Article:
The reason for how LinkedHashSet maintains insertion order is that: The underlying used data structure is Doubly-Linked-List.

Java: Hashset Vs TreeSet when should i use over other, is needed to be maintained this class is used. Null elements HashSet allows to store one null in java. LinkedHashSet allows to store one null in java. TreeSet does not allows to store any null in java.


You should look at the source of the HashSet constructor it calls... it's a special constructor that makes the backing Map a LinkedHashMap instead of just a HashMap.

LinkedHashSet in Java with Examples, is two objects that are equal to each other, according to their equals() method. So you need to add a more specific implementation of equals (and hashcode ) for your class. HashSet Vs LinkedHashSet Vs TreeSet in Java. First and most important difference is related to the ordering of the elements. HashSet is unordered, it will store elements on the basis of the calculated hash that's it. LinkedHashSet maintains the insertion ordering of the elements. TreeSet keeps the element in sorted order. The sorting orders TreeSet follows by default is the natural ordering of the elements.


I suggest you to use LinkedHashSet most of the time, because it has better performance overall):

  1. Predictable iteration order LinkedHashSet (Oracle)
  2. LinkedHashSet is more expensive for insertions than HashSet;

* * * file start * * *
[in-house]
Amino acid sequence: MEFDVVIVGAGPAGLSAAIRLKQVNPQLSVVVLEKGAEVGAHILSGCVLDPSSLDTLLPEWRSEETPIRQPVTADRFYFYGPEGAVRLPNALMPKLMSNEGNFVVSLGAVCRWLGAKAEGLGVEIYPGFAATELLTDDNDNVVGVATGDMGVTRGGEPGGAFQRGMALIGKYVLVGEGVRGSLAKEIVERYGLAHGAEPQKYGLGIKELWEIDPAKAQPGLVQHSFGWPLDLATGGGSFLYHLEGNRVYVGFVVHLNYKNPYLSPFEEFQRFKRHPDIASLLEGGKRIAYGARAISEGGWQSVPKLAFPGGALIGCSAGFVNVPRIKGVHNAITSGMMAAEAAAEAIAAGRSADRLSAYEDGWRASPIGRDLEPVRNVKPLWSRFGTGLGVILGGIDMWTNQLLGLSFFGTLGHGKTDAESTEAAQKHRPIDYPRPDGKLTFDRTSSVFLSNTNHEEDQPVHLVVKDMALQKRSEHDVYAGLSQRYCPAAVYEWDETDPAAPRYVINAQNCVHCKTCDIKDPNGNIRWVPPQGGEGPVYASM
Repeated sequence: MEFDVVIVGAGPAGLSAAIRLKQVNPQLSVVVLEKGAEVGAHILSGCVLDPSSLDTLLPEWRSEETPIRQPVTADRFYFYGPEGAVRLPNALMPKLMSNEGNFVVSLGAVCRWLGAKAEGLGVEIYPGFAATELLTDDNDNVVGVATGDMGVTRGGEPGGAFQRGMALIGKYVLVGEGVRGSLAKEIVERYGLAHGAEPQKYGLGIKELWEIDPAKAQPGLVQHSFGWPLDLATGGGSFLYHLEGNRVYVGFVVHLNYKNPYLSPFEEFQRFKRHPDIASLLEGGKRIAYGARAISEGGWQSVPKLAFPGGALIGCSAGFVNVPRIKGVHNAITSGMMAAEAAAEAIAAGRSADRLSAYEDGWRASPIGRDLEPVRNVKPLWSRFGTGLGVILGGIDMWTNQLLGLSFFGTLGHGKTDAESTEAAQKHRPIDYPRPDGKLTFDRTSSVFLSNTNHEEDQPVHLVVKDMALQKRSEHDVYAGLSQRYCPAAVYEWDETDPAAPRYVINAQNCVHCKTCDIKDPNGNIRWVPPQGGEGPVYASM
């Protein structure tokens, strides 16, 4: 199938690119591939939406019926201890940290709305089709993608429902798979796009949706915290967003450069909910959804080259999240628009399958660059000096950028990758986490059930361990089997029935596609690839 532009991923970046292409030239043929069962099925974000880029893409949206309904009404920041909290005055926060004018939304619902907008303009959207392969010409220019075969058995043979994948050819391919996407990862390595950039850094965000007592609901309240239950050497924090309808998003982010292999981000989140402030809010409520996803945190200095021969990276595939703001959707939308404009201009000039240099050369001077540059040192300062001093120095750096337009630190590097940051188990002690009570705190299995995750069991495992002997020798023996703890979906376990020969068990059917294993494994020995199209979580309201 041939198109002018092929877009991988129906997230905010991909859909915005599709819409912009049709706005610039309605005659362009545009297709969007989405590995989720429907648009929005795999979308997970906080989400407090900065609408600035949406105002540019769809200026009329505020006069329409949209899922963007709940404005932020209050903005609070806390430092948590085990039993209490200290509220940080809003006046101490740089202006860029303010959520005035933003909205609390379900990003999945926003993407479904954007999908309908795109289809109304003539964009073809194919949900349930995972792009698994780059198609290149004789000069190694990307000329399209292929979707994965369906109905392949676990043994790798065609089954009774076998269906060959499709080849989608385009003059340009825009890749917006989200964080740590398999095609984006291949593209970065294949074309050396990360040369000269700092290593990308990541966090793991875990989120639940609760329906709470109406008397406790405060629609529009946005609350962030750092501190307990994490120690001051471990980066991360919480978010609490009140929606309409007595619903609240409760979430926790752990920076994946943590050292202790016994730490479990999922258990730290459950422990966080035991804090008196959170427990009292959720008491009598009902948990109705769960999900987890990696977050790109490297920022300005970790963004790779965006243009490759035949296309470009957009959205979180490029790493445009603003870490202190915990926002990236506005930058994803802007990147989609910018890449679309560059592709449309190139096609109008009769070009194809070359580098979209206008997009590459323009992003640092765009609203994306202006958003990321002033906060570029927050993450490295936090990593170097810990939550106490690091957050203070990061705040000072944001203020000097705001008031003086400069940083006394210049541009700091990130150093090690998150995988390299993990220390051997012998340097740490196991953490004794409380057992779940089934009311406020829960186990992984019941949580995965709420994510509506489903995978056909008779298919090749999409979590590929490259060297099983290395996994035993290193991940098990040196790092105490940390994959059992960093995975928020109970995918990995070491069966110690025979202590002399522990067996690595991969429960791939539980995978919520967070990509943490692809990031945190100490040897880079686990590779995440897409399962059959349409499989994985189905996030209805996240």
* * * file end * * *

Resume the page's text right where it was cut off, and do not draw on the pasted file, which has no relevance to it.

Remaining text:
3. In general slightly better performance than HashMap, because the most of the time we use Set structures for iterating.

Performance tests:

------------- TreeSet -------------
 size       add  contains   iterate
   10       746       173        89
  100       501       264        68
 1000       714       410        69
10000      1975       552        69
------------- HashSet -------------
 size       add  contains   iterate
   10       308        91        94
  100       178        75        73
 1000       216       110        72
10000       711       215       100
---------- LinkedHashSet ----------
 size       add  contains   iterate
   10       350        65        83
  100       270        74        55
 1000       303       111        54
10000      1615       256        58

You can see source test page here: The Final Performance Testing Example

LinkedHashSet remove duplicates object, to initialize both the capacity and the fill ratio (also called load capacity) of the hash set from its argument. HashSet is fastest, LinkedHashSet is second on performance or almost similar to HashSet but TreeSet is bit slower because of sorting operation it needs to perform on each insertion.


LinkedHashSet in Java, TreeSet vs HashSet vs LinkedHashSet - Example. Let's compare all these Set implementation on some points by writing Java program. In this  Operation: LinkedHashMap does a mapping of keys to values while LinkedHashSet simply stores a collection of things. Null Object: LinkedHashMap have elements in key value pair so have only one null key and multiple null value, while LinkedHashSet simply stores a collection of things with one null value.


Difference between TreeSet, LinkedHashSet and , HashSet is faster than both LinkedHashSet and TreeSet as LinkedHashSet has the overhead of maintaining the insertion order and TreeSet has the overhead of​  HashSet(Collection c) This constructor initializes the hash set by using the elements of the collection c. 3: LinkedHashSet(int capacity) This constructor initializes the capacity of the linkedhashset to the given integer value capacity. The capacity grows automatically as elements are added to the HashSet. 4: LinkedHashSet(int capacity, float fillRatio)


HashSet vs. TreeSet vs. LinkedHashSet, LinkedHashSet, TreeSet, and HashSet are three of most popular implementation of Set interface in Java Collection Framework. Since they implement Set